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These Women Got Killer Raises, and You Can Too

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Generations of rom-coms and Joni Mitchell have taught us: Sometimes you don’t know what you’ve got till it’s gone. When Arielle, a product marketer, let her team know that a competitor was interested in hiring her, it made them realize just how much they stood to lose if she left.

“After a year at an early-stage start-up making $63,000, I start shopping around at other start-ups,” Arielle says. “I ended up getting an offer from another prominent startup for $80,000. I actually wanted to stay where I was, but I needed proof I was worth more. When I shared this with my bosses, they decided to bump me up to $76,000, and I took it.” If you’ve been a valuable to your current company, chances are they won’t want to lose you to a competitor.

“Always see who else is buying!” Arielle says. “Sometimes it takes a cold, hard offer from another business to make your current company realize what they ought to be paying you.”

It’s like coming into a conversation with the receipts—you have the backup to prove how valuable you are in the market.

Consider alternative benefits.

You’re not always going to get exactly what you want when it comes to a raise. So sometimes it pays to think about compensation beyond cold, hard cash. That worked for Marissa, who’d been with a Fortune 500 company for four and a half years and had received only a one half of one percent merit raise. When it became clear that more money was out of the question, Marissa asked her boss if the company would cover her project management certification. “I put together a proposal for her outlining what was involved, what it cost, and the benefits to my development and the organization—and it worked,” she says. The knowledge she learned from the certificate program was invaluable, and it helped her to ultimately land a job that netted a $30,000 salary increased.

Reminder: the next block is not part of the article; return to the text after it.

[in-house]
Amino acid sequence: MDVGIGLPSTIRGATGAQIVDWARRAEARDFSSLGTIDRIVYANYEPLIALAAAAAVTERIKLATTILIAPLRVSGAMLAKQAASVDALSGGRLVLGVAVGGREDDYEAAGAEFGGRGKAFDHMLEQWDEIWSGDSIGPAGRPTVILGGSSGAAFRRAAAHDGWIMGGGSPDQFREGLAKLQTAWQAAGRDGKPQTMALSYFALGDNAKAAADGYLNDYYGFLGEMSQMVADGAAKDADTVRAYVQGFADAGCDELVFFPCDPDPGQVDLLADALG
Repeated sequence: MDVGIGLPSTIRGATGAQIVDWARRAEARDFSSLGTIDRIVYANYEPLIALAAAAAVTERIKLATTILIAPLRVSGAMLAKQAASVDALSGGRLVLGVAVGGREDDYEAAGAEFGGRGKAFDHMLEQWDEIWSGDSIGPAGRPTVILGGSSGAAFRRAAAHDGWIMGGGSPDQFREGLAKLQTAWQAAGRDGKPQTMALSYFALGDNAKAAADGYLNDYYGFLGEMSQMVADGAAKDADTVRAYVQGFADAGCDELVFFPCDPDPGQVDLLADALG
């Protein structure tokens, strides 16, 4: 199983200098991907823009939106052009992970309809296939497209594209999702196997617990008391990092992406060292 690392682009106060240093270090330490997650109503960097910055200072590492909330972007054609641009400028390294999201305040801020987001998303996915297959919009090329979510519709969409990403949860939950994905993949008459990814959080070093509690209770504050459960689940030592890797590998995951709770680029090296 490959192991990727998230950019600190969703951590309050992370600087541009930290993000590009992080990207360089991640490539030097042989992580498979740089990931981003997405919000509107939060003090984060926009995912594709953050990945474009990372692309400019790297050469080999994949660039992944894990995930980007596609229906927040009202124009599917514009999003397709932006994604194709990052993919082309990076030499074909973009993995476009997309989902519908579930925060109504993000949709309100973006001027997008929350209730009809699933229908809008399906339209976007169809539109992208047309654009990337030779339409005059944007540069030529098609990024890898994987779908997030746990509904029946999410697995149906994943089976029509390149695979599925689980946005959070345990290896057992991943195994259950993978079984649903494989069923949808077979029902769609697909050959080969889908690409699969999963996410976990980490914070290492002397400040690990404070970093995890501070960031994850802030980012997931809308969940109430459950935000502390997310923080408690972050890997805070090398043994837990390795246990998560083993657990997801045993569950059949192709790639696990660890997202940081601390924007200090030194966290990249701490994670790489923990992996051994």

“It’s not always just about money,” Marissa says. “You can ask for other things like conference stipends, training, flexible working arrangements, work-from-home days.” If a traditional raise isn’t an option, consider other perks or adjustments that would have a positive impact on your day-to-day. Maybe it’s more paid time off, tweaked expenses, or different hours.

No matter which of these methods you choose to employ during your next negotiation, make sure you’re prepared for all potential outcomes. As Own Your Worth CEO and founder Ashley Paré cautions, “When you make your ask, you have to be willing to walk away. Go into the discussion prepared with your bottom line and let your employer know that you really would like to stay with them, but it’s important to you that you’re paid fairly and competitively.”